The rise in stock prices and the policies both proposed and undertaken by the Administration are unrelated. Timing is critical. Stocks had peaked in October 2007. A confluence of events: a recession that began in December 2007 that lasted until May 2009; a burgeoning credit crisis that began in 2007 and that risked becoming a full-fledged financial crisis in the fall of 2008, and stretched valuations. These factors caused the stock market to fall by 58% between October of ’07 and March of ‘09. By the time Mr. Obama took office, stocks, as measured by the S&P 500, were already down 49% from their peak. In fact, stocks were then 25% below where they had been ten years earlier.

Mr. Obama’s defenders give him credit for the economy exiting recession in the spring of 2009. But it is hard to argue that a stimulus package that passed Congress in mid-February would be responsible for a recovery than began three months later. Very little of the money – if any – had been spent by the time the recession ended. Likewise, the worst of the credit crisis occurred in September-November 2008. The TED spread, the difference between Three-month Treasury Bills and Three-month LIBOR and considered a measurement of banks’ willingness to lend, had reached an all-time high of 465 basis points in mid-November. By the end of December, the spread had declined to a still-high 131 basis points. The credit crisis was largely resolved by the time Mr. Obama took the oath of office.

No one knows how much longer equity prices will move higher without a meaningful correction. While fundamentals, over time, determine prices, we have become an ADHD nation. Fifty years ago, when I entered the business, stocks were held an average of eight years. By 2010, the average stock was owned for five days. With High-Frequency trading platforms accounting for 70% of total trading volume, average holding periods have no doubt shrunk in the past four years. The worrying unknown is that with so many shares being traded by those who look only at symbols and price movements the possibility of much more volatile price movements has increased, as can be seen by looking at daily charts of stocks like BBBY and BBY. Nevertheless, market volatility, whether measured by the VIX or by days in which the market moves up or down by more than 1.5%, has receded. But markets can change quickly.

Mr. Obama sees government as an instrument for good, which in itself may be okay, but when taken to an extreme distorts equilibrium. Instead of relying on legislation, he chooses to issue executive orders. He has added virtual dictatorial powers to the Environmental Protection Agency; he has used the IRS for purposes of political intimidation; he lied about events in Benghazi because they did not accord with his campaign statements, and he has had his Attorney General urge state’s attorney generals to defy laws they personally feel are discriminatory. Where will such an aggrandizement of power stop?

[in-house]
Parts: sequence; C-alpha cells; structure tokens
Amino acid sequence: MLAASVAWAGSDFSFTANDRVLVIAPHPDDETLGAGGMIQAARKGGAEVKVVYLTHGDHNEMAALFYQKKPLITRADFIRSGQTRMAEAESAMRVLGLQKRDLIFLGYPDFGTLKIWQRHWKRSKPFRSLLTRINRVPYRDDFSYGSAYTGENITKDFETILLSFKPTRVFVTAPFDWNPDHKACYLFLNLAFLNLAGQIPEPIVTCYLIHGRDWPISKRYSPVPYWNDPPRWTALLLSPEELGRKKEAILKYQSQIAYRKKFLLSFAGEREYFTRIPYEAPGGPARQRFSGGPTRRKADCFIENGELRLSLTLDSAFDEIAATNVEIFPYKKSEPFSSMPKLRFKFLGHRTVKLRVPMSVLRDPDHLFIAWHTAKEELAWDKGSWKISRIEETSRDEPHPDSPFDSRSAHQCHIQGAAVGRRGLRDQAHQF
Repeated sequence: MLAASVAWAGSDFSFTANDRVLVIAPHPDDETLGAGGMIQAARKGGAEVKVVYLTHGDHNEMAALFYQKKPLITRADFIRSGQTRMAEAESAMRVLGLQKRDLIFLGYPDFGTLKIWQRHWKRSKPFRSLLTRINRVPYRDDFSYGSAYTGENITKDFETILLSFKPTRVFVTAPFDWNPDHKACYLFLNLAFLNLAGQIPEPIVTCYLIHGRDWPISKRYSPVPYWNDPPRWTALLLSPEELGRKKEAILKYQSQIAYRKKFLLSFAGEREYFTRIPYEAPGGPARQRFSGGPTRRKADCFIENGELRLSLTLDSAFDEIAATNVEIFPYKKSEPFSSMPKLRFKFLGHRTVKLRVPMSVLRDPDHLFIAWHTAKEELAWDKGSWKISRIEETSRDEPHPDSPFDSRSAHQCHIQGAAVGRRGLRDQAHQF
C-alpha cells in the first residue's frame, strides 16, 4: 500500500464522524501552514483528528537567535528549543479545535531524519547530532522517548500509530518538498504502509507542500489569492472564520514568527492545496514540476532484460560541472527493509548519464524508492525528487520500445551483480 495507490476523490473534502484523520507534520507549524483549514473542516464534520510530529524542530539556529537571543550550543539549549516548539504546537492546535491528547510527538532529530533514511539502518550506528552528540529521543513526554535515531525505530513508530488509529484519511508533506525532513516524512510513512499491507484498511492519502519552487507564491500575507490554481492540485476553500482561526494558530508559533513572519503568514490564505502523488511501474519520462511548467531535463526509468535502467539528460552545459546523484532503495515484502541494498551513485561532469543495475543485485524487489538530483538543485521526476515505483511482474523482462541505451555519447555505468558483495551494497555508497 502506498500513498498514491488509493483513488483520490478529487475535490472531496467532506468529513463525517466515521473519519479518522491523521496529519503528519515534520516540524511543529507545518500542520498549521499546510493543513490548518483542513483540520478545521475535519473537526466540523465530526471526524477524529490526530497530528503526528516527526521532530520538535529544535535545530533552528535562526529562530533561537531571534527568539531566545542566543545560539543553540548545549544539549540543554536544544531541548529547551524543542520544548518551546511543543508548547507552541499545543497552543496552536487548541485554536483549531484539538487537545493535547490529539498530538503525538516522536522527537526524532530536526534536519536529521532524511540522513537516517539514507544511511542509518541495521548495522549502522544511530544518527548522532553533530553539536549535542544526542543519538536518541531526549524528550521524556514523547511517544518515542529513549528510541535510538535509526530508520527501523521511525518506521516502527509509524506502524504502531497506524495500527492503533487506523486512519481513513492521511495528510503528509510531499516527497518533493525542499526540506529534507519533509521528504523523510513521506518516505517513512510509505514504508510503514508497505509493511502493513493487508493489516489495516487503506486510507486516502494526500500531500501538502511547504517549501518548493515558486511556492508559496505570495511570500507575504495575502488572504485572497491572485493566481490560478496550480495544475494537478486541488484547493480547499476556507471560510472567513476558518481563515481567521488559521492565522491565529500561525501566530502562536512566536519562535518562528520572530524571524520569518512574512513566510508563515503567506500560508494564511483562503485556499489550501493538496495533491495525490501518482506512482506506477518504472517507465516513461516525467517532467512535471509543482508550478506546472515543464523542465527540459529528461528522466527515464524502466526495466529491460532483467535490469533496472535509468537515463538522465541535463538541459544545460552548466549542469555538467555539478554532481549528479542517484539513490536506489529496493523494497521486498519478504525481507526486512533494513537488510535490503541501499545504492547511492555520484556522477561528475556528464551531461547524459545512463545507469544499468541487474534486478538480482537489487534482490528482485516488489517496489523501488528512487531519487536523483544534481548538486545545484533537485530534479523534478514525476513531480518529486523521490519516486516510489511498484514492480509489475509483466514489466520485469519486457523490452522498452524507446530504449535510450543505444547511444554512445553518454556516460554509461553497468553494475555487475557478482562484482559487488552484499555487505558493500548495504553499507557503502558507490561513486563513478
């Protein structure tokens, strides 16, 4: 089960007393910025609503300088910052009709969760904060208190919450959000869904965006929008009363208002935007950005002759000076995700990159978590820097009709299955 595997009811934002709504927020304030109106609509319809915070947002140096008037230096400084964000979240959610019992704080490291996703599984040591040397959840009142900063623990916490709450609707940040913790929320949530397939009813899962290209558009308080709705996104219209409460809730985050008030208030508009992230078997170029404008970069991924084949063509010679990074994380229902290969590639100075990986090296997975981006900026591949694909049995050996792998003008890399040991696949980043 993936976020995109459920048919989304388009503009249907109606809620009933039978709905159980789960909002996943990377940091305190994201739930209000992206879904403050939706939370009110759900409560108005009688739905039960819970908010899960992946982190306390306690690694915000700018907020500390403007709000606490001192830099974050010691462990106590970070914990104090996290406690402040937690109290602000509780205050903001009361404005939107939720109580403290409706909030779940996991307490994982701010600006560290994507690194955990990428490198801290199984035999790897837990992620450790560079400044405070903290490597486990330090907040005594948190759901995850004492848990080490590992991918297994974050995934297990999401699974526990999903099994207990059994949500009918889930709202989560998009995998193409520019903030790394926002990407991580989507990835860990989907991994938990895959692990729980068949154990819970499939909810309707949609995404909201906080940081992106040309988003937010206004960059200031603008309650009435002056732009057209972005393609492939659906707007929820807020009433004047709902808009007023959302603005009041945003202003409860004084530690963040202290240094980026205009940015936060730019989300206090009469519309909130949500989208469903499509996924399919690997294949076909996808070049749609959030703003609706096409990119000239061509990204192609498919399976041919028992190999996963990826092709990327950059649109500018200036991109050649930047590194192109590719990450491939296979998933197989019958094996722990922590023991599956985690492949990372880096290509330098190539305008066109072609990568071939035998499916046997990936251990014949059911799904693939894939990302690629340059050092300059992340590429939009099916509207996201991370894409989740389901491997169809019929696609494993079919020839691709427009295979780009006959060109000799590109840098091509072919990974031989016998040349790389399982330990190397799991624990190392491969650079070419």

What is missing in all that Mr. Obama has done is the provision of confidence. In increasing dependency, the Administration has destroyed the concept of personal responsibility, and responsibility and confidence are linked. We see a lack of confidence in consumer poll numbers. We see it in the unwillingness of businesses to invest and hire. We see it in the way in which other nations view us. We see it in investors who forsake the long term for the short. Without confidence, it is difficult for a nation, a company or an individual to prepare and build for the future. Confidence does not come from giving things to people, it comes from a belief that one can provide for oneself.


Whither markets? In 1994 Jeremy Siegel, in his 1994 classic Stocks for the Long Run, looked at 200 years of investing history and determined that stocks had gained between 6.5-7.0% per annum, after inflation. Not having so many years to look back upon, I only went back 46.5 years, to September, 1967 when I came into the brokerage business. The DJIA have compounded annually at 6.3% since then, providing no clear message as to whether stocks may be under or over valued – not that anyone should pay much attention to such simplistic analysis. Whither markets? I have no idea, but until we rebuild ours and our nation’s confidence, it is difficult to assume that the years ahead will be better than the ones behind.

Monday, February 24, 2014

"Ukraine, Russia and the West"

     Sydney M. Williams

Thought of the Day
Ukraine, Russia and the West”
February 24, 2014

Just over 200 years ago, Immanuel Kant noted that a republic was best situated for perpetual peace. The reasons were simple: a republic requires the consent of the governed to enter war; the people must pay all costs, and are required to repair any devastation left in its aftermath. On the other hand, when a country is governed by autocrats, “a declaration of war is the easiest thing in the world to decide upon.” Princeton PhD candidate, Raymond Kuo made the same observation three years ago. “…the leaders of two democracies tend not to attack each other, as they are both constrained by publics which would prefer not to bear the costs of war. Autocracies lack these constraining effects, and so go to war more often.”